Capital Markets

February 9, 2018

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Across Instinctif Partners’ Financial Services team, we are always keeping an eye on the key developments taking place across the sector to evaluate their impact on the many businesses we work with. Here we share our picks of the week’s most interesting news, and our expert views.

A new report has found that women achieve better returns from their investments than men, but are less likely to invest in the first place. Should investment managers and platforms be thinking about how to reach more females through their communications? Could they play a role in attracting more women to become investors? And, if women are better at spotting a trend, should investment houses be hiring more female fund managers From The Times, 4 February 2018

The FCA has issued a discussion paper into non-workplace pensions, notably self-invested personal pensions (Sipps) and stakeholder pensions. Commentators note that this might lead to a crackdown on insurers and other private pension providers who have been offering sub-standard products. Private pension providers claim that these consumers, who have collectively invested £400bn, are getting a good deal. The FCA will be the the judge of that. From Professional Adviser, 2 February 2018

So why did the markets slump so dramatically this week – and are we all doomed? Simply, a relatively low interest rate environement means that investors shouldn’t get overly nervous about the bull market ending. Also, companies have been beating earnings expectations – something that is incredibly difficult to do if the economy is not in a healthy state. Consensus is that we all need to keep calm, and carry on… From Bloomberg, 5 February 2018

ETFs are popular passive investment vehicles that combine the cheapness of index trackers with the trading ease and convenience of a normal stock. But, over the past year that popularity has exploded, and they have grown by $460bn globally. Now investment professionals are concerned that passive investing has become so dominant that is destructive to the growth-creating and consensus-building prospects of free-market capitalism. From Financial Times, 5 February 2018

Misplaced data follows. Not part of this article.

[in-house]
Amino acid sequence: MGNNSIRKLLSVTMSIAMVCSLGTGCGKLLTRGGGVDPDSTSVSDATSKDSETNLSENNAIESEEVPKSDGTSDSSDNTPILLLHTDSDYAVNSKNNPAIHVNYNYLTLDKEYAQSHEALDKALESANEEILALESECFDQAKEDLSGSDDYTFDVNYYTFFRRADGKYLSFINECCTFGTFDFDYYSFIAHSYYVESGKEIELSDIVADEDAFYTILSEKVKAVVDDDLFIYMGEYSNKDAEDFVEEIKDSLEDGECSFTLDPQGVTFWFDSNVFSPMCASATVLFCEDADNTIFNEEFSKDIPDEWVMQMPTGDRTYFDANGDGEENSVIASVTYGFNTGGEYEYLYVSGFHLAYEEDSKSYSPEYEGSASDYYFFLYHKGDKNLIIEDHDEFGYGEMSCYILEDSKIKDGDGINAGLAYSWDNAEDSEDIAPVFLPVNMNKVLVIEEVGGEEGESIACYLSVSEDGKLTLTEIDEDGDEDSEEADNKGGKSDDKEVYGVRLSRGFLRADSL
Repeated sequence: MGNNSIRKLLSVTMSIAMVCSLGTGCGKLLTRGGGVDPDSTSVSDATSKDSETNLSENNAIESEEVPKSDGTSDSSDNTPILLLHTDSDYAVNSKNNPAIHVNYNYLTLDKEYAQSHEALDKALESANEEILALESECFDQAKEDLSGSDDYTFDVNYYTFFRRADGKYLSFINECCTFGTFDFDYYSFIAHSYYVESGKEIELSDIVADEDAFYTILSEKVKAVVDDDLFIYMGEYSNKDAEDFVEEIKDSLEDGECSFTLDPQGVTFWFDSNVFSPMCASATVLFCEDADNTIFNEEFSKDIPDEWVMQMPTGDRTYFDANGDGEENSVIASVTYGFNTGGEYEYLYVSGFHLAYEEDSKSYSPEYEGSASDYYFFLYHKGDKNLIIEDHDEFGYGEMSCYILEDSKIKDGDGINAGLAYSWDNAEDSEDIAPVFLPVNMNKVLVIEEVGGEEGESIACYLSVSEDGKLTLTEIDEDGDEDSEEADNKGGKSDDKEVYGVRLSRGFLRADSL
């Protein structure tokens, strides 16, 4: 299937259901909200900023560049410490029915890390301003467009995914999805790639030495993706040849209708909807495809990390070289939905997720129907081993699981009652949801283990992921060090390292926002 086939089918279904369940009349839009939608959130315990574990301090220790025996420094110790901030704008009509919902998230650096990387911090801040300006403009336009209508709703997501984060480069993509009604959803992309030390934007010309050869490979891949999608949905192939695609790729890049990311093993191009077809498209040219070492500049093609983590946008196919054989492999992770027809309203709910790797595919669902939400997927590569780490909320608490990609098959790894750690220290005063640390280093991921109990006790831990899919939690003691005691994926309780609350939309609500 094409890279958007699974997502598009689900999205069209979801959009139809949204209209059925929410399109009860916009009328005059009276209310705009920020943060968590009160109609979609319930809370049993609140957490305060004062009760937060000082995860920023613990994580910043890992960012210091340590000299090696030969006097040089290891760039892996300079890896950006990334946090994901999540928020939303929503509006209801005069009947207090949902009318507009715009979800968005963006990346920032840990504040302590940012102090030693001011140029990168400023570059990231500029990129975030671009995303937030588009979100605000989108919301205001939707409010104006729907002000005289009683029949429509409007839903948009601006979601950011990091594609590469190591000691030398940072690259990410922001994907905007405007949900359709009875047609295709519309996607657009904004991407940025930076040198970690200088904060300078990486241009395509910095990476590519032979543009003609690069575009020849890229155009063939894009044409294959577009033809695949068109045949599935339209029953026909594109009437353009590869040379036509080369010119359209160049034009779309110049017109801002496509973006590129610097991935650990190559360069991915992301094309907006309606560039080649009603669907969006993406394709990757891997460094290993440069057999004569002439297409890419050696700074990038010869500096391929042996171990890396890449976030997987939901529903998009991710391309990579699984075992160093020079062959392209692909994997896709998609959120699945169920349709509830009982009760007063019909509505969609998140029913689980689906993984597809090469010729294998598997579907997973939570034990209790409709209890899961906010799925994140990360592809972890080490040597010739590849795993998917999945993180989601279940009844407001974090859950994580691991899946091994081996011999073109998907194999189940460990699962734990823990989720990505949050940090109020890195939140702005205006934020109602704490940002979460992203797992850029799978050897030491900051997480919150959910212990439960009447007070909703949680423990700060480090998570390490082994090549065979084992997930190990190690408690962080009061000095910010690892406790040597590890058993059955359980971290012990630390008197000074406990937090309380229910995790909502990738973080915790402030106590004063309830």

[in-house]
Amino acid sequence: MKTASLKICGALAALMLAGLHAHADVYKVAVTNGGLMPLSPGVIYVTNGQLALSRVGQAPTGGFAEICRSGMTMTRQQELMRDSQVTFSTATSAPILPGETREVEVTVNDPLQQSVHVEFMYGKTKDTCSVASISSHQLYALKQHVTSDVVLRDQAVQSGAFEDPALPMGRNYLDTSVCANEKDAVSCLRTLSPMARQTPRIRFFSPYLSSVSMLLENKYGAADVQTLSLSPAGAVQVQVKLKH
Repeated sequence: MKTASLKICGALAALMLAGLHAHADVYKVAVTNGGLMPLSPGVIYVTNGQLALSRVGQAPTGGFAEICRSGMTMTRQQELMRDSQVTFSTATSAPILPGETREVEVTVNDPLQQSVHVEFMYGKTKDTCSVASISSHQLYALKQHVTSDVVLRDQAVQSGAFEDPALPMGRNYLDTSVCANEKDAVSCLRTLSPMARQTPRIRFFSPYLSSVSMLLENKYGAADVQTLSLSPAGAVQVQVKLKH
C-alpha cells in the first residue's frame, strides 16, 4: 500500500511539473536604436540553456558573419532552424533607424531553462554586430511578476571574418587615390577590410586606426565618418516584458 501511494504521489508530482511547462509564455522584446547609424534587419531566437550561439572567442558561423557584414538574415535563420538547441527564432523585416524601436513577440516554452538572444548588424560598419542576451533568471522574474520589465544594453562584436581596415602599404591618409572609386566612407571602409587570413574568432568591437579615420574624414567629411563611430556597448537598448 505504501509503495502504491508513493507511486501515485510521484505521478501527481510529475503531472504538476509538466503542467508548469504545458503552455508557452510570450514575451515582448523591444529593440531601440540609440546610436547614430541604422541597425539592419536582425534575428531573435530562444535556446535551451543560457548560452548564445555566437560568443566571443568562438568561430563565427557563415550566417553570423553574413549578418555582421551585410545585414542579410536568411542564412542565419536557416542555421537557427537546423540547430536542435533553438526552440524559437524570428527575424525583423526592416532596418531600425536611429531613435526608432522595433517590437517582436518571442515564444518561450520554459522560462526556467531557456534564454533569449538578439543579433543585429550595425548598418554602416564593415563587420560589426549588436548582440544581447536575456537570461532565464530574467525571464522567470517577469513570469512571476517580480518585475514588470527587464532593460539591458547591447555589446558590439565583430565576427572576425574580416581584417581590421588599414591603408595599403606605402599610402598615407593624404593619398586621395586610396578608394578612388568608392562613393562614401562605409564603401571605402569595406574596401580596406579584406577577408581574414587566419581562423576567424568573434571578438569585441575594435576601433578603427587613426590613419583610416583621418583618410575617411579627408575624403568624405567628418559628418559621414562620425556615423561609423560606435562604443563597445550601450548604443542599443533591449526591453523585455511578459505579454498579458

The costs of mortgages could rise as the Term Funding Scheme (TFS) is cut off and the government plans to axe the Support for Mortgage Interest (SMI) programme for low income homeowners. Experts believe that mortgage rates likely will jump by about 25 basis points after the TFS is closed. The government has also been called on to delay replacing SMI with a repayable loan scheme, as sign up has been low and it could sattle financially compromised homeowners with what amounts to “a second mortgage” From The Daily Telegraph, 3 February 2018 and Guardian, 5 February 2018

Business and The Beeb – An insight from the BBC Business Planning Desk

This week, the Instinctif FS team attended a breakfast briefing with the BBC’s business planning team this week. Many of us will have wondered how they choose what business stories they tell, so here’s some insight on how they’re looking to tell them.

  • Project 50/50

The BBC is looking to tackle the issue of on screen gender parity. Its 50/50 project is dedicated to ensuring an even split of male and female commentators, to reflect its audience and best speak about topics in a fair and balanced way. So for brands, using a female spokesperson on a business issue can give an advantage from time to time – particularly if it is not on a non-gender related issue in business.

  • Know your audience

The main BBC News bulletins are targeted at the nation as a whole. Business stories that make it onto these programmes need to engage an audience that is educated, but not specialist, and have a consumer focus where possible, particularly for BBC Breakfast.

  • Beyond the bulletins

With an online offer most Britons check every morning, the BBC website could also be a perfect way to reach your desired audience. The key is to think about how a story can work beyond broadcast and bulletins – BBC Online looks for fresh commentary and perspectives as stories unfold during the day, and prefer those who can give them insight and interactive content, such as visuals.

  • Playing the long and short game

While the BBC’s planning team will look mainly at the daily news agenda, annual events such as Davos are often planned months in advance, with company results given two to three weeks of preamble. Where possible, it’s advisable to feed into this cycle: briefing a reporter in advance on a business develop gives them time to plan and could build a useful ongoing relationship.

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